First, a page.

Monday, a prominent Russian human rights lawyer, Stanislav Markelov and Anastasia Baburova, a freelance journalist he worked with, were both killed after holding a news conference on Markelov’s decision to pursue an appeal to the European Court of Human Rights against the early release of a former Russian commander imprisoned for the murder of a young Chechen woman. Though his announcement of appeal may not have been connected to his killing, it was just one of many stances he took that led to threats against him.

Thousands gatheredon Tuesday to protest his killing Chechnya’s capital, and the newspaper that Baburova worked for produced an editorial  on the circumstances of her death, the fourth journalist from that paper to be killed.

Human rights defenders, whatever their channel for action, are integral members of human rights and social justice movements and all efforts should be put to defending their work and protecting the individuals.  AI does do much work on behalf of human rights defenders, and more broadly on individuals at risks, ranging from media workers in Sri Lanka to pro-democracy activists in Burma.

Amnesty International has condemned the murder, but it seems no urgent action or pressure will come on authorities to pursue the perpetrators as it seems a high-profile case will ensure public pressure in the least.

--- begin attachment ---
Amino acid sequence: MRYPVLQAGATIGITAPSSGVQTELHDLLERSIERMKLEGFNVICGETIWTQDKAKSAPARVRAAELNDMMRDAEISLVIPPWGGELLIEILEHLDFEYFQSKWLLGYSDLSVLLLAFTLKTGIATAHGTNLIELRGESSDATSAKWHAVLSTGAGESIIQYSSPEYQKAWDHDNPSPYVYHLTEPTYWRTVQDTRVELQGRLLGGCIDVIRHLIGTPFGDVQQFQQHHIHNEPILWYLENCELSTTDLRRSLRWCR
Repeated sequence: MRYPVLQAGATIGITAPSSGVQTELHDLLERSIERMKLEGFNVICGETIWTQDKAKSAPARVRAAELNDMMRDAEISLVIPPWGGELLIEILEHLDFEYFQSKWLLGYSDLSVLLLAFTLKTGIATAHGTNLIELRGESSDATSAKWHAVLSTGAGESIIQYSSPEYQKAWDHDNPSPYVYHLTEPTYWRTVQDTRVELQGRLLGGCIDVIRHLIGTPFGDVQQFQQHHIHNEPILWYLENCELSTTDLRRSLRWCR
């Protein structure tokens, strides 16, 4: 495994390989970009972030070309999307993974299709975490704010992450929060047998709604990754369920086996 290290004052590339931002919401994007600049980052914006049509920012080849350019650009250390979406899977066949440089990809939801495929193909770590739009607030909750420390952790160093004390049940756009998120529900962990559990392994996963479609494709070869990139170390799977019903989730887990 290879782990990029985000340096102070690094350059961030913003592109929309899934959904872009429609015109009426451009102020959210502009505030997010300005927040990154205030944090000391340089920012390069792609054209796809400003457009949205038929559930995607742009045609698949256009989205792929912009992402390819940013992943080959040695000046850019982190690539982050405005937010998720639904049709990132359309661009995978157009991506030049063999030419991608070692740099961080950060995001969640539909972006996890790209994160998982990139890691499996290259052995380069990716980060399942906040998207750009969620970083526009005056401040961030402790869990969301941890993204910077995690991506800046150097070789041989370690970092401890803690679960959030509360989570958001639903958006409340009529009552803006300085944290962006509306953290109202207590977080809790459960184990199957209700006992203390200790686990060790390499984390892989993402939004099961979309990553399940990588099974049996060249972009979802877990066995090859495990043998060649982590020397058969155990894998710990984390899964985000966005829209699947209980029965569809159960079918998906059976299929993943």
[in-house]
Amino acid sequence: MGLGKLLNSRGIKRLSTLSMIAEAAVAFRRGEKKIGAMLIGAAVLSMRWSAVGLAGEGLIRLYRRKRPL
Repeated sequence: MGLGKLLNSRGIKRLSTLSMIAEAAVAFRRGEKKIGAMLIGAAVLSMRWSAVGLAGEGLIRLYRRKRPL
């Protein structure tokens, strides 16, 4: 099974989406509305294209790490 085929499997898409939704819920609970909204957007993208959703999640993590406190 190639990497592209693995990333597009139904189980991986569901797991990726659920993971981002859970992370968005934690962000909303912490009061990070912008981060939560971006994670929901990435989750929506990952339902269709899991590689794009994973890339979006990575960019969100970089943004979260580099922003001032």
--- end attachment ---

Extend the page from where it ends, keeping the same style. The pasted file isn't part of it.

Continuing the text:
Following is a video focused on a human rights defenders from Chechnya; though her story predates the incidents occurring earlier this week, it follows that the environment in which she reports abuses and that which Markelov fought them are one in the same.


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Today, December 10, is the sixtieth anniversary of Human Rights Day.  Sixty years ago the UN adopted the Universal Declaration of Human Rights which define in 30 points what is our basic rights.

Since I have Monday’s off, I was able to attend the AIDS town meeting hosted by Physicians for Human Rights.  There, the Rev. Gloria White Hammond was one of the panelists who spoke there.  Here are some of her thoughts on human rights day and violence against women.

The cholera epidemic is Zimbabwe is critical because it could spread rapidly in the upcoming months because of the political situation there.

As mentioned earlier, aid agencies will be facing a shortage of food supplies in January when the need is the greatest.  The BBC reported in a podcast that students are foraging in the countryside and abandoning class to find food for their family.  If people are hungry, there immune systems will be weakend therefore being more vulnerable to cholera.  There are also shortages of basic medical supplies in hospitals throughout the country making it more difficult to treat.  In addition, the collapse of the sewage and basic water services has made it easier for the disease to spread.


Change starts from the bottom up.  Dr. Jim Yong Kim also spoke at the AIDS town meeting.  In it he reminded the audience of the need to stay active in urging for change by quoting Franklin Delanor Roosevelt.  Sidney Hillman, a union representative, urged the new elected Franklin Delano Roosevelt to use his powers to enact stronger protection for workers.

FDR responded.  “I agree with you.  I want to do it.  Now go out and make me do it.”

It is critical that we ask our elected officials to put pressure on Robert Mugabe and ask him to stand down peacefully for the sake of his country.  We need to make them do it.